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  3. I didn't watch it, but my Resolve support group meeting was last night and it came up in the discussion. A couple of people said that they were kind of blindsided by the story and just started bawling. Mainly because it's a comedy and they just want some mindless entertainment.

    Being alone is a big fear of mine. I know that having children won't guarantee that you won't be alone, but nevertheless it's a fear.

    www.brandysheaif.blogspot.com

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  4. I cried.
    I thought that they actually handled it pretty well in the end. They didn't do a schmaltzy everything works out, miracle pregnancy or anything like that. I was glad they left Robin as never becoming a mother, but nonetheless having a rewarding life that included loved ones.

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  5. I didn't watch that episode precisely because of the preview/trailer which showed her having a positive pregnancy test. (I'm just not ready to deal with unplanned pregnancies, even in TV land). But now I kind of wish I would have.

    My aunt is childless, and I have always assumed (as did my mom, her sister) that it was by choice. Her husband had one son from a previous marriage who was 7 or 8 at the time they got married. He and my aunt get along, but have never had a parental relationship, if that makes sense. One of my mom's best friends from high school is also single and childless (she has three nieces whom she dotes on). So I grew up thinking it was perfectly normal for very nice, very fun grown ups not to have kids and instead take frequent vacations and buy us extravagant gifts. In fact, my aunt was more fun than most of the parents I knew.

    It never once occurred to me as a kid that she would be lonely or alone in old age, because of course her nieces and nephews would be there for her, and she has so many friends with whom they travel and do fun things.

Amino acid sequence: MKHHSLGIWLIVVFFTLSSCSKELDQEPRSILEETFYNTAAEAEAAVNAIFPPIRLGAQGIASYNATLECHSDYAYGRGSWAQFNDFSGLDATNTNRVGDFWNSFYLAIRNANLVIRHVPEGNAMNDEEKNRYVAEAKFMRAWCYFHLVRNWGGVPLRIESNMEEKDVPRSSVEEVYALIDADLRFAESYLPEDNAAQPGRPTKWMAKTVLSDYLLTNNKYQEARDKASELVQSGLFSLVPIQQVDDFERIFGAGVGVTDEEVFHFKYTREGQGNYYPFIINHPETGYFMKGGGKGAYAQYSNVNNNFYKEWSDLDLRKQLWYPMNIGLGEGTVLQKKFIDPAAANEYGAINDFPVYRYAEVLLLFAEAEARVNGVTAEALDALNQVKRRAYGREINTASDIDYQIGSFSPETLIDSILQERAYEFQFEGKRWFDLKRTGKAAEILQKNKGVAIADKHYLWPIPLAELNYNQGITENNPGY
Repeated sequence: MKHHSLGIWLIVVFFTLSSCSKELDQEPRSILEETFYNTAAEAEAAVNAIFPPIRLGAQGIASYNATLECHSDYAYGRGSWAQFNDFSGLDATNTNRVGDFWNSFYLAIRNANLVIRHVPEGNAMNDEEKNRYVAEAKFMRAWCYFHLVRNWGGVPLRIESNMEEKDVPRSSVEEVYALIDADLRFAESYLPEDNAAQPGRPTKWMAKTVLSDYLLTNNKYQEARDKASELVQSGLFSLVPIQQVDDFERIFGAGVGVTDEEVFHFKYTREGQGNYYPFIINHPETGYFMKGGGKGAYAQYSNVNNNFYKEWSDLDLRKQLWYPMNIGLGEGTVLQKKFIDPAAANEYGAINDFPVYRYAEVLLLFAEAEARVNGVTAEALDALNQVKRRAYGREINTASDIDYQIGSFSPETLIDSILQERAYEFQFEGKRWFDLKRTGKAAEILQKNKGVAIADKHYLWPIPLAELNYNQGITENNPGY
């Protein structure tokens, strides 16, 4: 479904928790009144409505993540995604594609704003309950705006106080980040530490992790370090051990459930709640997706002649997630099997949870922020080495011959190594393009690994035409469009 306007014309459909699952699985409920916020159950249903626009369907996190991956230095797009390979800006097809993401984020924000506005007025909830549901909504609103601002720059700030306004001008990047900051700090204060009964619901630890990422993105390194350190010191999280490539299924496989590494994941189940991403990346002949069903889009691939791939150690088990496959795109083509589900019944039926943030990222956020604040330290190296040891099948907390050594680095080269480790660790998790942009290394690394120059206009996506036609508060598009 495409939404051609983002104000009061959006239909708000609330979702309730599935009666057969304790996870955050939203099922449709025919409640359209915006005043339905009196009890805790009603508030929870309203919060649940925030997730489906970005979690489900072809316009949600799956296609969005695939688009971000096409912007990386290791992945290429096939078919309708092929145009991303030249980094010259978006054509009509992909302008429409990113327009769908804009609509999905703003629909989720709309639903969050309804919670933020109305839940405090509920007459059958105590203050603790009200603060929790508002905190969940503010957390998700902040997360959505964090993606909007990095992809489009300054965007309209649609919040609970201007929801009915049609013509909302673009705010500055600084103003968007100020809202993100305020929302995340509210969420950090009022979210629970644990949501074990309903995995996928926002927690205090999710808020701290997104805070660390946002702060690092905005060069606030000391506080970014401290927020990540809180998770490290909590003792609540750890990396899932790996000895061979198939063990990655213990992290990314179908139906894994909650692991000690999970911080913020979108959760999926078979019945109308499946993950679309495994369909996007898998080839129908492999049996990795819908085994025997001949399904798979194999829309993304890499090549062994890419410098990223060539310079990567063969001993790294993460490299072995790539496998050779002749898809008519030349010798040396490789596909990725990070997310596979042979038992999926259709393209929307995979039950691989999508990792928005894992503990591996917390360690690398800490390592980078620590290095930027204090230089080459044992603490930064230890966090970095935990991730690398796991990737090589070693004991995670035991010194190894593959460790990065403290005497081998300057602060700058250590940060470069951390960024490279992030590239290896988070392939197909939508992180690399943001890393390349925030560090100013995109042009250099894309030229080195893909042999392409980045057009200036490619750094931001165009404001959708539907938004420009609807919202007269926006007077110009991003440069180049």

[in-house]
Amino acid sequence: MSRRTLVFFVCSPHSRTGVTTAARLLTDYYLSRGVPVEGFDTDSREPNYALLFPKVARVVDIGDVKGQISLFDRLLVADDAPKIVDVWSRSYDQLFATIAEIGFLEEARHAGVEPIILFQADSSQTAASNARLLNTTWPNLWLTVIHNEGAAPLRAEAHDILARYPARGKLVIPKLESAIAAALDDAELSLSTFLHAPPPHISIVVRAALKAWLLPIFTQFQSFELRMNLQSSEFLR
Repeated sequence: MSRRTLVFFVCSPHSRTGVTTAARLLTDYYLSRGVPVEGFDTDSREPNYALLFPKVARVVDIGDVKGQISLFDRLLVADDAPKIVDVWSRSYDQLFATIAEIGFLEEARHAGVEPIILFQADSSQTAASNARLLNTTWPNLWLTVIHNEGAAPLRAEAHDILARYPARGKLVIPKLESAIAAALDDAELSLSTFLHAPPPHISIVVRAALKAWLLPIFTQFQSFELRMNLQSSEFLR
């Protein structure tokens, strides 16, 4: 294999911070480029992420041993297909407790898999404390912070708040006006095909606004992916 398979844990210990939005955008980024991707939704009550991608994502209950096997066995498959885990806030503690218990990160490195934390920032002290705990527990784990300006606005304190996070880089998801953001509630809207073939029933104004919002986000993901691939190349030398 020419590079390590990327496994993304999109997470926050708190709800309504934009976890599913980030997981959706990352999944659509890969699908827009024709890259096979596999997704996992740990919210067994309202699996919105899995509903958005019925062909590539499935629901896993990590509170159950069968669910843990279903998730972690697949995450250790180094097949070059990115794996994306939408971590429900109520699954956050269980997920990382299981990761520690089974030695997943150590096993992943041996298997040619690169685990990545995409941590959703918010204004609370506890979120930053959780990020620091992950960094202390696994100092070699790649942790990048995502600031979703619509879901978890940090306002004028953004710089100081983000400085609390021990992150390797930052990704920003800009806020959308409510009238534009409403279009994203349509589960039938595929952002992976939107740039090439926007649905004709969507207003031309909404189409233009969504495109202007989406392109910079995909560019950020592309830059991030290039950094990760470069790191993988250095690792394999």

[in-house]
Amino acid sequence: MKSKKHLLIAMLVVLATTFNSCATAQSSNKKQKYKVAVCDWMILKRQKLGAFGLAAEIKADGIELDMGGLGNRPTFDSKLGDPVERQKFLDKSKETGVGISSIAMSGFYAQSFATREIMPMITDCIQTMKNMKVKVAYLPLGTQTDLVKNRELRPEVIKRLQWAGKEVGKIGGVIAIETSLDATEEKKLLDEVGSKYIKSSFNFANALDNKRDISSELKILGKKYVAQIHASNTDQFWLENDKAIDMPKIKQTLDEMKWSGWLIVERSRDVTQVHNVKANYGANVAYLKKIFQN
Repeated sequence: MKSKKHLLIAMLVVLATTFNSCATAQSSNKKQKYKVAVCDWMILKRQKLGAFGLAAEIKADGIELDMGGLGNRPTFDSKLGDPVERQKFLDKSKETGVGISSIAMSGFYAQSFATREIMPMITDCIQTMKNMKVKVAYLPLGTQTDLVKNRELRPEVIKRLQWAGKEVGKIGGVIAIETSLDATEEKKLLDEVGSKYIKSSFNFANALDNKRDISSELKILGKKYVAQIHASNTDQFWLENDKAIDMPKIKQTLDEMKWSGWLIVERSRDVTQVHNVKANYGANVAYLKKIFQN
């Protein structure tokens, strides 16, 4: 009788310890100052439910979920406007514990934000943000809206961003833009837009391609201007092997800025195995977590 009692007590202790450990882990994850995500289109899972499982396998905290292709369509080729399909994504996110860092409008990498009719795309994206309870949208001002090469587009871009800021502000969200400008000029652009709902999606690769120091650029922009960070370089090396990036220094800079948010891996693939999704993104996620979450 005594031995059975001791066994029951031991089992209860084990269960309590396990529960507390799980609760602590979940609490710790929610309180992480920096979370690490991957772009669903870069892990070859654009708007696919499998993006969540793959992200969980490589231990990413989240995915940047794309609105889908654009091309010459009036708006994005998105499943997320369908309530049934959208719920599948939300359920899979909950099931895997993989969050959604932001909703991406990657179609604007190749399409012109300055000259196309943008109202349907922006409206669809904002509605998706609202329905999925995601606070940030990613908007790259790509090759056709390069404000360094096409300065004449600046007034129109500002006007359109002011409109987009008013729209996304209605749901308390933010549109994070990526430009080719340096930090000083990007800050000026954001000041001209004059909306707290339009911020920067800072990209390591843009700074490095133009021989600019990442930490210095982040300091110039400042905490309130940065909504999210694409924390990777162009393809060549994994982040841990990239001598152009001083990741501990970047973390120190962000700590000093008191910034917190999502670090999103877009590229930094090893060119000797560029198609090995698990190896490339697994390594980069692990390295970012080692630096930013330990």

I realize now that their choice in life (if it was, in fact, a choice, which I sometimes wonder about now) is somewhat unusual, and I think my aunt would have made a great parent. But that's not the only way to have a family, and it's certainly not a safeguard against being alone.

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  6. I love the show, although we usually only watch on reruns, so I didn't see this episode (but I went ahead and read the spoiler). : )

    I agree with Lori's point about the pressure to have a more unconventional life if you are childfree/childless. The common cant is that you have more money and time for pleasures *outside* the home -- but nesting is for the breeding birds. You always demonstrate a different, and probably more realistic perspective and example. IMO it's a very pleasant one. : )

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  7. Really good recap and points. And Lori's point about the expectation of having a really exciting life if you are childfree is a good one. I'd never thought of that before. I will say that Robin's character has consistently been interested in the things listed that she eventually did (she dumped Ted because he wouldn't move to Argentina on a whim). But still.

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  8. I'm guessing they must have someone on the writing staff who has experienced IF. Don't forget that Lily & Marshal had fertility testing (and a reality check) after they didn't get a BFP right after they started trying. Both the Lily/Marshall storyline & Robin's lastnight were well written and totally realistic. It's an awesome show and they'll keep me as a fan by throwing reality in with the comedy & fiction (I mean who takes in a goat in a Manhattan appartment).

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  9. Thanks for posting abou this episode. I really affected me too. I spent a good part of Tuesday morning combing for reviews about it and finally blogged about it myself. I found you from your comment!

    I too agree with Lori's comment and am bothered by the suggestion/expectation that women who don't have children should compensate for it by being super successful in their career or in other aspects of their life.

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  10. I'm so glad you clued me in to this because I saw that Twitter was all abuzz with the episode, though I'd never watched the show at all.

    SOunds like it was well done in so many ways.

    I like what you said: "It's one thing to say you don't want kids -- quite another to be told you won't be able to have them." It's about having choice.

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  11. It's not a show I watch. Just a comment though. It's funny how committed DH became once it became obvious that I wasn't getting pregnant. He didn't like having the choice removed from him any more than I did. Something about control, I'm sure. He was ambivalent for many years and now here he is - super daddy.